Orlando community mourns murder of transgender woman with vigil

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PHOTO BY MONIVETTE CORDEIRO
  • Photo by Monivette Cordeiro
Under a torrential downpour on Sunday, mourners tried to keep their candles lit – if only for a moment – to honor Sasha Garden, a 27-year-old transgender woman found dead last Thursday at the back of an Orlando apartment complex.

Orange County Sheriff's Office deputies found Garden's body in the back of the Reserve at Lake Buchanan Apartments on Holden Avenue around 5 a.m. on July 19. Investigators said her body had signs of trauma and described her death as a "homicide." No suspects have been identified so far.

Over the weekend, local LGBTQ advocates set up a small vigil in front of the apartment complex where Garden was found. After lighting candles, they prayed together and held up posters with Garden's photo. Later, some advocates passed around flyers with the Crimeline tip number to neighbors wandering outside, asking them to call if they knew anything about who murdered the woman.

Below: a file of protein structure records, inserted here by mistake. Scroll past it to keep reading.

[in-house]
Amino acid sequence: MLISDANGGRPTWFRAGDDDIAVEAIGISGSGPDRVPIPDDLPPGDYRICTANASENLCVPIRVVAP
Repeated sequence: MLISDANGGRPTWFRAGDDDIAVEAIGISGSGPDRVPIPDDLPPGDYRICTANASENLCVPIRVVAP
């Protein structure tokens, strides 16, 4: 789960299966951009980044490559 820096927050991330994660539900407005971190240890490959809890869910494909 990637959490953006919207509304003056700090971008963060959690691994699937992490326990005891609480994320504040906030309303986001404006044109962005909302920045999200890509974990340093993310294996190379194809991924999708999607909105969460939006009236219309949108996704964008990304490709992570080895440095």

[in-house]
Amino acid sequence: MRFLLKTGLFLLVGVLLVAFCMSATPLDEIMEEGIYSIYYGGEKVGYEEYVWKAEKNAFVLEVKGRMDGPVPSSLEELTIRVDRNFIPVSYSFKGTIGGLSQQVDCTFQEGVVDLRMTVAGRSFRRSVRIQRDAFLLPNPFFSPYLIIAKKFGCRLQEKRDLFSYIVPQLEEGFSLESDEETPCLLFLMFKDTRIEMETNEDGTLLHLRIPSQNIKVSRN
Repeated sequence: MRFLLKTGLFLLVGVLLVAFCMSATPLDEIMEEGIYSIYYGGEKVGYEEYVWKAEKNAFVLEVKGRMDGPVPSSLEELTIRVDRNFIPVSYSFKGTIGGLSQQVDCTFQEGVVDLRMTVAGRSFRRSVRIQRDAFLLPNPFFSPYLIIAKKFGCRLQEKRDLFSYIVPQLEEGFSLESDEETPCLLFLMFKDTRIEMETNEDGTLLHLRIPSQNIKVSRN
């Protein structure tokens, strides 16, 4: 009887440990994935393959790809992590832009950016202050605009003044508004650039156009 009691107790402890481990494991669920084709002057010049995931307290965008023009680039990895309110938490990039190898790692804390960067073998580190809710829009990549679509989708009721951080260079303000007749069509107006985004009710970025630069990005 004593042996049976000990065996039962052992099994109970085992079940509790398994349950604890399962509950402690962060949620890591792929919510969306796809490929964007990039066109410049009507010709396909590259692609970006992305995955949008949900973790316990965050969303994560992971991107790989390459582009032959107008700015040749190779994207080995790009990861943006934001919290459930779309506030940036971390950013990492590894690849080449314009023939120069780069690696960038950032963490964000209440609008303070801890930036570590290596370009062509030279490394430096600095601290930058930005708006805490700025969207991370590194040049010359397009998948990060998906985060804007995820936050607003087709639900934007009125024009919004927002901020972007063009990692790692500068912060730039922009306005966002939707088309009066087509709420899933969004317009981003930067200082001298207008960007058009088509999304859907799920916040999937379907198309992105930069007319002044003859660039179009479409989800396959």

PHOTO BY MONIVETTE CORDEIRO
  • Photo by Monivette Cordeiro
Garden was originally from Milwaukee, Wisconsin, where the majority of her family lives, her cousin Yolanda Davis said.

Days after her murder, Davis remembered Garden for her love of hard candy and an open heart.

"Sasha was just Sasha," she said. "Her biggest thing was to provide for her family. She didn’t take shit. She was always a kind person. Everybody has their mean days – ain’t nobody perfect. But at the end of the day she was genuine. She didn’t sugarcoat it."